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4.5 2
Director: Jacques Tati, Barbara Dennek, Georges Montant, John Abbey

Cast: Jacques Tati, Barbara Dennek, Georges Montant, John Abbey


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Arriving nearly a decade after Mon Oncle, Playtime continues the adventures of M. Hulot. More than a decade seems to have passed since its predecessor, however. The colorful Paris of Mon Oncle, last seen being slowly chipped away by progress, has now vanished almost entirely. Playtime takes as its setting an ultra-modern Paris where


Arriving nearly a decade after Mon Oncle, Playtime continues the adventures of M. Hulot. More than a decade seems to have passed since its predecessor, however. The colorful Paris of Mon Oncle, last seen being slowly chipped away by progress, has now vanished almost entirely. Playtime takes as its setting an ultra-modern Paris where familiar landmarks appear only as fleeting reflections in the new buildings of glass and steel. Alternating between Hulot and a group of American tourists, Tati exploits the chaos just below the overly ordered surface of this brave new world. Again moving from one nearly wordless episode to another, Tati sends his alter ego off to make an appointment in a whirring, featureless office complex. He subsequently moves on to an exhibition of new inventions, meets an old friend at an aquarium-like apartment, wreaks havoc in a snooty new restaurant, and, again, almost falls in love. The most ambitious and technically complex of the Hulot films, it proved unprofitable and helped usher in the financial difficulties that would plague Tati late in life before later getting the recognition it enjoys today. ~ Keith Phipps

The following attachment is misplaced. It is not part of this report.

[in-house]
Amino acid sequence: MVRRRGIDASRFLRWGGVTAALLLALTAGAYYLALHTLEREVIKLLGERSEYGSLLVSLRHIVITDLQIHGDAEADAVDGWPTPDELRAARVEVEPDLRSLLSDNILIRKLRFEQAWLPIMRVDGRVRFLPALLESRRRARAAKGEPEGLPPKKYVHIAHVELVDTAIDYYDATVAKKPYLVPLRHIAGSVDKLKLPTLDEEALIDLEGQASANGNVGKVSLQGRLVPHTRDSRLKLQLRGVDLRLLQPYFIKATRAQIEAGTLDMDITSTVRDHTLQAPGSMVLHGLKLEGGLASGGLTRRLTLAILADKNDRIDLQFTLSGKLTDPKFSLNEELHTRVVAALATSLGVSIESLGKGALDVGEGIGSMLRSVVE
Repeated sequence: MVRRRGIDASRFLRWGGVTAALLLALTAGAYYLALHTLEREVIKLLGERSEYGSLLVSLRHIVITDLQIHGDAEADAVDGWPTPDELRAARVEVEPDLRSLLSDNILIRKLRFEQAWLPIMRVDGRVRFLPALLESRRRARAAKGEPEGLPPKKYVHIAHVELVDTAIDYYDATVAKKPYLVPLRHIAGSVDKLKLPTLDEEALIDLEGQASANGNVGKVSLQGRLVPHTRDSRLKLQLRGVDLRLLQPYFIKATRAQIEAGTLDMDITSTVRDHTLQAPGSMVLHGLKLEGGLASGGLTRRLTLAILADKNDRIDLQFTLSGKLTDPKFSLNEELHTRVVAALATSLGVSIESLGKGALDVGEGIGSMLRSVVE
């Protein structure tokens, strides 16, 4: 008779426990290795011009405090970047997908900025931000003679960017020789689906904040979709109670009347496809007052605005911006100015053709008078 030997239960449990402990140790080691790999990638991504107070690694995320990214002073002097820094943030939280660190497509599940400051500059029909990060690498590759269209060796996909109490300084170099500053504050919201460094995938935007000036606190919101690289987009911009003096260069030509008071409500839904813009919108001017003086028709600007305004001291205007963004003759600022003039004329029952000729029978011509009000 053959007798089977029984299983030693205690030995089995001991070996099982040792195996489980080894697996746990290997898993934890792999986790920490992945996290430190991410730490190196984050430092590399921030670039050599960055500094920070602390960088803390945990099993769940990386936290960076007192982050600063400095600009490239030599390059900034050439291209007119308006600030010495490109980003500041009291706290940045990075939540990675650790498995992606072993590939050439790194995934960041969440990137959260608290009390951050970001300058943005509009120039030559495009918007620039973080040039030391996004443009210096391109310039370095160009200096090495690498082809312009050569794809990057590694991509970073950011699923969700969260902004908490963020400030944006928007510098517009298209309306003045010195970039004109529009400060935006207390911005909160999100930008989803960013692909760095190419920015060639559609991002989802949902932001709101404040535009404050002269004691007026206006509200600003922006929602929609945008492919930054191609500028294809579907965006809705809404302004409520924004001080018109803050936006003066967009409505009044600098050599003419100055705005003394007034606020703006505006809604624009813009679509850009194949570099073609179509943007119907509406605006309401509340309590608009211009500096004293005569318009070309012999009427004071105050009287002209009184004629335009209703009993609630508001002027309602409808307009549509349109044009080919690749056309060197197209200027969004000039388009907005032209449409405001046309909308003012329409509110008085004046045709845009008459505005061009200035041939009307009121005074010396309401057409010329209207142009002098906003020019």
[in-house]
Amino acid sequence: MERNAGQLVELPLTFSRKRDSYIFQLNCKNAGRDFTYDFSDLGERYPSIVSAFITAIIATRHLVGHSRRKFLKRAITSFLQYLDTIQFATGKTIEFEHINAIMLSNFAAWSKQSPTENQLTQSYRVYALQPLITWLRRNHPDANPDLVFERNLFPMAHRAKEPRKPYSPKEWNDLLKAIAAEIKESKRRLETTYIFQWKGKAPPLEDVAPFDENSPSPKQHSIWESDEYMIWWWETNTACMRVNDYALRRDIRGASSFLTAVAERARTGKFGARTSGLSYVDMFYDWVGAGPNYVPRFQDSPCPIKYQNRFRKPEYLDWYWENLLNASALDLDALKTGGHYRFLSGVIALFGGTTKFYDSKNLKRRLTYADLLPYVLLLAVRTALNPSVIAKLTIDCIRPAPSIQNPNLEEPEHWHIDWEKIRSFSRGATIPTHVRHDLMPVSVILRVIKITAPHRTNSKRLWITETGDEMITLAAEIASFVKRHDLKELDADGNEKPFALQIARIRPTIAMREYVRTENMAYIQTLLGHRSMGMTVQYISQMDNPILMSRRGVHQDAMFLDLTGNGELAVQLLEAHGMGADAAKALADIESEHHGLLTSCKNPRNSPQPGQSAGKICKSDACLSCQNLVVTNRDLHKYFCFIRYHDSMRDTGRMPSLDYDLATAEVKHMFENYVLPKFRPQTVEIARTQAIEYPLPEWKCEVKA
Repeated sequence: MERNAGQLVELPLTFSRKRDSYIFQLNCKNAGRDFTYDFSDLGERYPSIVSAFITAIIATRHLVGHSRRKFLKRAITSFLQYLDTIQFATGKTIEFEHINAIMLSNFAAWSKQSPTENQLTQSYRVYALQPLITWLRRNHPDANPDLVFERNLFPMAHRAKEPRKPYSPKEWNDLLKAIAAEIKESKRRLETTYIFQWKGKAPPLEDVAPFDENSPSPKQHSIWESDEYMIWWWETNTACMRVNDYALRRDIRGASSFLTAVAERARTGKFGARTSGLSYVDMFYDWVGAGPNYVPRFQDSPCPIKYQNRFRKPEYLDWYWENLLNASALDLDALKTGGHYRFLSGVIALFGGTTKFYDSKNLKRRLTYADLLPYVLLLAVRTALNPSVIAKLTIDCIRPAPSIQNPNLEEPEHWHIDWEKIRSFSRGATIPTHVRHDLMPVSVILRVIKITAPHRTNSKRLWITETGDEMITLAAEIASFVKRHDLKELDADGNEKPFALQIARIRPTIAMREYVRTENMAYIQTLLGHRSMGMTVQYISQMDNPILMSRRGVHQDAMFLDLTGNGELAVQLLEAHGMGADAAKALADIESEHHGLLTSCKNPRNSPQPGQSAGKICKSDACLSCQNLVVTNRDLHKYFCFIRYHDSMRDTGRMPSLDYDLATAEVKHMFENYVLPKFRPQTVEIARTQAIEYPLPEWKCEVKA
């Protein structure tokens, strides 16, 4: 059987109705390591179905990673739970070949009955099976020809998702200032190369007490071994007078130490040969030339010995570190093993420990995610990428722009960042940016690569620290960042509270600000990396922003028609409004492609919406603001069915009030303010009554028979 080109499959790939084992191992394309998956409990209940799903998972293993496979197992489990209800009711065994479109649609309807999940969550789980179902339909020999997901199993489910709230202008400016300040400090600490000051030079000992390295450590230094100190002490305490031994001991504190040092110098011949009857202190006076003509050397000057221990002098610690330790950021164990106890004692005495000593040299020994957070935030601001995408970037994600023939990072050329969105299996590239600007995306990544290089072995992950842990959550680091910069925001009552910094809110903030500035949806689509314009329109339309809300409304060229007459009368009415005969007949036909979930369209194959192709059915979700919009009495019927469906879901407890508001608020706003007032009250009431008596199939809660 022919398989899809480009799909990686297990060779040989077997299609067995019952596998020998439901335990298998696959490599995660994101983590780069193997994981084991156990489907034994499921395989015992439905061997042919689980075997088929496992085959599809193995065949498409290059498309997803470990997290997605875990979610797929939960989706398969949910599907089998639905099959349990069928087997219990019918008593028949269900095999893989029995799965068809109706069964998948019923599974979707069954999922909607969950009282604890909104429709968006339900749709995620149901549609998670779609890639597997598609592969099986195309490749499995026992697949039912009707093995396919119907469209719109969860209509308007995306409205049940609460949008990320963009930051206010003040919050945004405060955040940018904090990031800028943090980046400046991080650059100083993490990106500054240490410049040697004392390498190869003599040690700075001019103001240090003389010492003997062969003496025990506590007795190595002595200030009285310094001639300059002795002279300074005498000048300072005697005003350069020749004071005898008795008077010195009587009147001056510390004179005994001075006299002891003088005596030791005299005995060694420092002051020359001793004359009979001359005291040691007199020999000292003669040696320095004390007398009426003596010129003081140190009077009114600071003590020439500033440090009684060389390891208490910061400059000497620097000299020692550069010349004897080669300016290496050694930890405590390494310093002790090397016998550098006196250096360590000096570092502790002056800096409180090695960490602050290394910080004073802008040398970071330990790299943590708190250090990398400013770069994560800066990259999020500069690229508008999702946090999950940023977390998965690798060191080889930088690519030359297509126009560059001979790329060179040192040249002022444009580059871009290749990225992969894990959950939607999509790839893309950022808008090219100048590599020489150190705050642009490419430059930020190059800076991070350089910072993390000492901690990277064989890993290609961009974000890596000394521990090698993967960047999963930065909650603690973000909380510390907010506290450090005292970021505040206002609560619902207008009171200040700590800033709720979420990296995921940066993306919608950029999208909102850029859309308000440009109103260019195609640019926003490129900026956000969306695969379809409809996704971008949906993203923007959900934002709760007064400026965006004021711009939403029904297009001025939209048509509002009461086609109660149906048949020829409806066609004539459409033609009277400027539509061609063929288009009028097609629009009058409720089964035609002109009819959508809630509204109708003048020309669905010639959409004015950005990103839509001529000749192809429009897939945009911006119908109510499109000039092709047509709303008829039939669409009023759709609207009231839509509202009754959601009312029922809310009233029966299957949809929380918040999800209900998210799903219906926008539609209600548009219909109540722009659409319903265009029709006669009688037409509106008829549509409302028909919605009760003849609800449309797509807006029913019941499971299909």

Editorial Reviews

Barnes & Noble - Ed Hulse
The second Criterion DVD edition of this classic 1967 French comedy is both an immeasurable visual improvement on the first release and a welcome reminder of director, screenwriter, and actor Jacques Tati’s incomparable gifts as a filmmaker. In this masterful comic feature, Tati plays his inimitable screen character, the sublimely innocent Monsieur Hulot. Set in contemporary Paris, the ironically titled Playtime finds Hulot enmeshed in an urban web of modern buildings, rushing cars, insanely busy people, and annoying tourists. Hulot -- as always, outfitted with trademark trench coat, hat, pipe, and umbrella -- bumbles along on his merry way, oblivious to the havoc and mayhem that ensues in his wake. A quietly absurd film that often borders on the surreal, Playtime resembles what could only be described as the mutant offspring of a Chaplin silent movie and a Warner Bros. cartoon. Still radical -- especially for a comedy -- for its sparse narrative and insistence on not telegraphing laughs, the film offers both a plethora of inventive gags and a message about the alienating qualities of urban life and its effect on the human psyche. Criterion’s previous disc sported a soft transfer than elicited many complaints from consumers; for this new two-disc set, Playtime has been remastered from the best surviving film elements and now looks terrific. The bonus disc includes numerous supplements, including a ’76 BBC interview with Tati, a heretofore uncollected short film he made in ’67, and fascinating behind-the-scenes info on the film’s production.
All Movie Guide